Television

PRIME-TIME PERP SCHOOL

The new crime shows do a good job of educating criminals arid couch potatoes

CHARLIE GILLIS November 7 2005
Television

PRIME-TIME PERP SCHOOL

The new crime shows do a good job of educating criminals arid couch potatoes

CHARLIE GILLIS November 7 2005

PRIME-TIME PERP SCHOOL

Television

The new crime shows do a good job of educating criminals arid couch potatoes

CHARLIE GILLIS

A FEW DECADES BACK, when a medical examiner named Quincy ruled prime time and science was becoming a detective’s best friend, burglars learned a useful trick. Before rifling someone’s household possessions, they’d grab a pair of socks from a bedroom drawer and pull them over their hands. The idea was to obscure their fingerprints, but this crude manoeuvre offered a measure of convenience, too. When the heist was done, the

thieves could simply peel off the victim’s socks, leave them on the floor, and split.

Robbers still use the technique—with a critical difference. “Now they take the socks with them,” says Insp. Paula Dionne, in charge of forensic identification services for the RCMP. Schooled by contemporary television shows like CSI, Da Vinci’s Inquest and Law & Order, the bad guys are now ultracareful not to shed hangnails, body hair or anything else the likes of CSVs Gil Grissom might nab with his forceps. This use by low-

level miscreants of information obtained with the flick of a remote control may be futile. “Everybody leaves their trademark at a crime scene,” Dionne declares. But it says a lot about the reach of today’s justice-based television. These days, we are all learning from crime drama.

’Twas not always thus. While shows like Martin Kane, Private Eye and Dragnet drew big audiences back in television’s infancy, technical accuracy was not exactly their strong suit. The secrets of blood-stain analysis and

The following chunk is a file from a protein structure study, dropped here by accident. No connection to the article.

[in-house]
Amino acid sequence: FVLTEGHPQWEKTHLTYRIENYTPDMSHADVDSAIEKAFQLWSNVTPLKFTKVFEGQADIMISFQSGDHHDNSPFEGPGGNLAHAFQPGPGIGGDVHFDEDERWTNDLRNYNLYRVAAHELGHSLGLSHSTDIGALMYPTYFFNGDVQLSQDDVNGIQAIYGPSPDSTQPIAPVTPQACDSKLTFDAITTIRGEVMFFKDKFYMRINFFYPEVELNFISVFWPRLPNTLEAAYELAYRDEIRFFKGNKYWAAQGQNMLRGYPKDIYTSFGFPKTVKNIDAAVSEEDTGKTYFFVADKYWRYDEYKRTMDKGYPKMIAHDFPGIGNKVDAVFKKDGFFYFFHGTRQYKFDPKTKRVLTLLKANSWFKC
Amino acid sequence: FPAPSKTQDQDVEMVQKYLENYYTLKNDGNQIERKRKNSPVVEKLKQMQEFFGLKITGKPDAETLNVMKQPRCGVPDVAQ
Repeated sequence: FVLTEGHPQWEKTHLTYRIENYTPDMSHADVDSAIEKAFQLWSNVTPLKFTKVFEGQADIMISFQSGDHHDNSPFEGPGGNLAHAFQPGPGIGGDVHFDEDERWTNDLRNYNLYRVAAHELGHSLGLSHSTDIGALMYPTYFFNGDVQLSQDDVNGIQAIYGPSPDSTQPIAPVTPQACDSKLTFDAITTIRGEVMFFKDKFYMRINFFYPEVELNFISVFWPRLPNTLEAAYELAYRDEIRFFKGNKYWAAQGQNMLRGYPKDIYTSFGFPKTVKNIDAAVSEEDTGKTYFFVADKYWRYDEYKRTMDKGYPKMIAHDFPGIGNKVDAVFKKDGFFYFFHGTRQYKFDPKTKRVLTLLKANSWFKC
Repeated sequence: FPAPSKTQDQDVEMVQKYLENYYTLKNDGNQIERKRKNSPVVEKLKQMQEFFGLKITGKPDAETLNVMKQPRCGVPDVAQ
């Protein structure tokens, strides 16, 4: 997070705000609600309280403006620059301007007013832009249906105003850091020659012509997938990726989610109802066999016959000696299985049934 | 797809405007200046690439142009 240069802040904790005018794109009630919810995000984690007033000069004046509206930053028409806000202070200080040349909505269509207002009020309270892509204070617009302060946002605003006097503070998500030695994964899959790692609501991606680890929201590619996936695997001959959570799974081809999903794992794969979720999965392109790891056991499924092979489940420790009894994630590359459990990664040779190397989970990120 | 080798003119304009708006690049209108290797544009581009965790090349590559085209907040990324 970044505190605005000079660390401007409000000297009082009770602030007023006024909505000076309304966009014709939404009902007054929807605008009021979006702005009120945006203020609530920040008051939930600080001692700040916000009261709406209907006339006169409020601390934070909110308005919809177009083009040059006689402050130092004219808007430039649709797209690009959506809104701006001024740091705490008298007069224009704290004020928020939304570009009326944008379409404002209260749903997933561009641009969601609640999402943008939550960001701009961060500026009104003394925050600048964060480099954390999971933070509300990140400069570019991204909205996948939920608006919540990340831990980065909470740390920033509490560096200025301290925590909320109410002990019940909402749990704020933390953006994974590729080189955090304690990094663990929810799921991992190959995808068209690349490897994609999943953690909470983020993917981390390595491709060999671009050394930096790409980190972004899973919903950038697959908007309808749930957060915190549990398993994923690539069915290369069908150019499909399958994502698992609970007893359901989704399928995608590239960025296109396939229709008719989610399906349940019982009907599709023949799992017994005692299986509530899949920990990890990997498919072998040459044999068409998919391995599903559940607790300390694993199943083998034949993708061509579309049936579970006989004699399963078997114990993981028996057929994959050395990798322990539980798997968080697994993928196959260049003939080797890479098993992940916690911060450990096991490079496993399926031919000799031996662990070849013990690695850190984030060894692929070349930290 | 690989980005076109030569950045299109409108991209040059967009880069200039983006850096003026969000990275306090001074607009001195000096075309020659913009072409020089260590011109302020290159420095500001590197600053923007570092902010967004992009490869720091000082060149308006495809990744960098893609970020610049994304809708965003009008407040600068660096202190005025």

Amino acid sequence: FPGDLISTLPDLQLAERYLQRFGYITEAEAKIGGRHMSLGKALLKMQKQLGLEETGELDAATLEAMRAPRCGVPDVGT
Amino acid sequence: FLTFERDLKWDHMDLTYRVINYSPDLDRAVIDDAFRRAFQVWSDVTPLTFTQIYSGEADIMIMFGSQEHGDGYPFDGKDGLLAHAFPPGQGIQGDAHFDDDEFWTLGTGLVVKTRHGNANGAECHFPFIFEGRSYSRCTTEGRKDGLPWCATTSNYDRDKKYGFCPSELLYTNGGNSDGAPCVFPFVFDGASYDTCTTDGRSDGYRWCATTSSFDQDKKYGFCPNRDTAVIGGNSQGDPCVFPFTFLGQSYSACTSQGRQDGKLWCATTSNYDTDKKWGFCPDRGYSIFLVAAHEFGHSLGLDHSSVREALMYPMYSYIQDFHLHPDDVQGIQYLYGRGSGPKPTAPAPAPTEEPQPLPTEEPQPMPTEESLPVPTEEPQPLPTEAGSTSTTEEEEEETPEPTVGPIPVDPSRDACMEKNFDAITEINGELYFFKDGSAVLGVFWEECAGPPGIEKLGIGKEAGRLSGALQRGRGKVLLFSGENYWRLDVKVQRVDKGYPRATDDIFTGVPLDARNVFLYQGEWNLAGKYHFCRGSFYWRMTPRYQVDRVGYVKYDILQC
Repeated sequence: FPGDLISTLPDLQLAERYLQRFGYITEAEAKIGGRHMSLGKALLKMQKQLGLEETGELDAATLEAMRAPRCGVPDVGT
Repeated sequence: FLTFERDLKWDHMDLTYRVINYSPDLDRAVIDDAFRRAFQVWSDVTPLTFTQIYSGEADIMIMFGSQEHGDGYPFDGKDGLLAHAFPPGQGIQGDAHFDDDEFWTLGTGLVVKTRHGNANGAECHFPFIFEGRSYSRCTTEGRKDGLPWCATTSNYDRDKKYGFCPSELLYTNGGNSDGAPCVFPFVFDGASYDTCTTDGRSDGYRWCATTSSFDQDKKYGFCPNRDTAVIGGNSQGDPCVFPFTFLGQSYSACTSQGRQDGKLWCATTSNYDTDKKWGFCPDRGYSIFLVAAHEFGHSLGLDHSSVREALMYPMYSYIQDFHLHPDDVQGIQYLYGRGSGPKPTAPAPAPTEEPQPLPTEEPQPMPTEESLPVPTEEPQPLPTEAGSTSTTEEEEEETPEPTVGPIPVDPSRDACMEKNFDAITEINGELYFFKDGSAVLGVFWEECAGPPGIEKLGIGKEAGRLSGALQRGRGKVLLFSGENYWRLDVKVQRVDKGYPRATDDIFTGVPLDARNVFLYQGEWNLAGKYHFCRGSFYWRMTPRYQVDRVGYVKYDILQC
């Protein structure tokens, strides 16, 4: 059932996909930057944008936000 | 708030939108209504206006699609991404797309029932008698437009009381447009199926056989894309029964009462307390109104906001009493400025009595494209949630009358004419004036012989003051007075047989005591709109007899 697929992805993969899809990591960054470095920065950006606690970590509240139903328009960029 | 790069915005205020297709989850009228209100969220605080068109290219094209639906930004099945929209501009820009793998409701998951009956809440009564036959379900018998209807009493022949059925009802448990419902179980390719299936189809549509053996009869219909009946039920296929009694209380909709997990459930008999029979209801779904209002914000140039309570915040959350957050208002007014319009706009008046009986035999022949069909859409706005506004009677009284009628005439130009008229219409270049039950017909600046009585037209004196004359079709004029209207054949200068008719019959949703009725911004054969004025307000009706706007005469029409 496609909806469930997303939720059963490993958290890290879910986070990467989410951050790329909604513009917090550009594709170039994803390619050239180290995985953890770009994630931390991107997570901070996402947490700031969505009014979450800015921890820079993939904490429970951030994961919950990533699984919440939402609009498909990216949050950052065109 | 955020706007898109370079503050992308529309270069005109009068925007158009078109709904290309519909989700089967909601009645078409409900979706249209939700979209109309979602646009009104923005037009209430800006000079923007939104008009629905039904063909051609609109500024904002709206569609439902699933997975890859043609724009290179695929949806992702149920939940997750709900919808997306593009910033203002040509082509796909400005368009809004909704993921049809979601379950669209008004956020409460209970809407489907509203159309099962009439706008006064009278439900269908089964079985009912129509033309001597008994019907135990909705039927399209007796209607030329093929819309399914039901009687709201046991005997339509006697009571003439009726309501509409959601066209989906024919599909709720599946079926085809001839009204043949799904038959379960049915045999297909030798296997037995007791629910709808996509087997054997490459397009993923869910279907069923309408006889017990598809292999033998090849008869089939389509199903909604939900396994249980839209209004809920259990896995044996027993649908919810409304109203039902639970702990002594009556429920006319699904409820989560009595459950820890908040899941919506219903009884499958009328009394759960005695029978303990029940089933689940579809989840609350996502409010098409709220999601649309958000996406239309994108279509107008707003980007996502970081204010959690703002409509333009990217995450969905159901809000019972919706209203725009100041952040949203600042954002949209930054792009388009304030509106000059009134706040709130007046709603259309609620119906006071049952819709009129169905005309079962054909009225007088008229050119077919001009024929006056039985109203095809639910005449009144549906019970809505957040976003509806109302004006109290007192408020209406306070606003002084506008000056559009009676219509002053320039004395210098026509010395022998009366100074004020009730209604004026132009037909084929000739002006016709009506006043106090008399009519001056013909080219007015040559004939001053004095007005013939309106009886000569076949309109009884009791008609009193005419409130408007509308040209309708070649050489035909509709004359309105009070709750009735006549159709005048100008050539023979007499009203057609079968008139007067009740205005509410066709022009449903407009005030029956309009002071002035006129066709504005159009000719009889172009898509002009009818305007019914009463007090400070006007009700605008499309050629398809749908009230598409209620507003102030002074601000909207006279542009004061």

interrogation techniques took a back seat to the rather pedestrian storytelling methods thought necessary for mass consumption. Quincy can take credit for bringing forensic science to the small screen, but that show offered nothing akin to the moral and technical complexity of today’s hit dramas. For that, you had to read a book, or go to the movies.

The latest crop of shows are quickly laying waste to perceptions of television as a vehicle of dumbed-down escapism. Striving for verisimilitude and driven to reach educated, wealthy audiences, producers of shows like Da Vinci and CSI routinely dial up coroners, pathologists and forensic anthropologists to keep abreast of cutting-edge investigative techniques (Insp. Dionne, among others, has been consulted). At the

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same time, writers for some of the. more cerebral courtroom dramas are all but required to tie their stories to pressing social issues of the day—drug abuse, illegal immigration, terrorism or capital punishment.

As a result, say observers, prime time drama may be doing a better job of educating the public about justice issues than the news media. In a recent study of Law & Order episodes dealing with the so-called insanity plea, researchers at the University of Pennsylvania credited the program with “moving beyond limited and stereotypical depictions of mental illness” to raise pressing questions about personal responsibility or flaws in the legal system. “We believe these programs have the potential to engage the audience in a range of important social and political issues,” wrote Rachel GansBoriskin, the paper’s lead author. Other studies have declared the rise of “faction”— fiction that draws on factual stories—which they see as an answer to the oft-decried “infotainment” seen in modern news.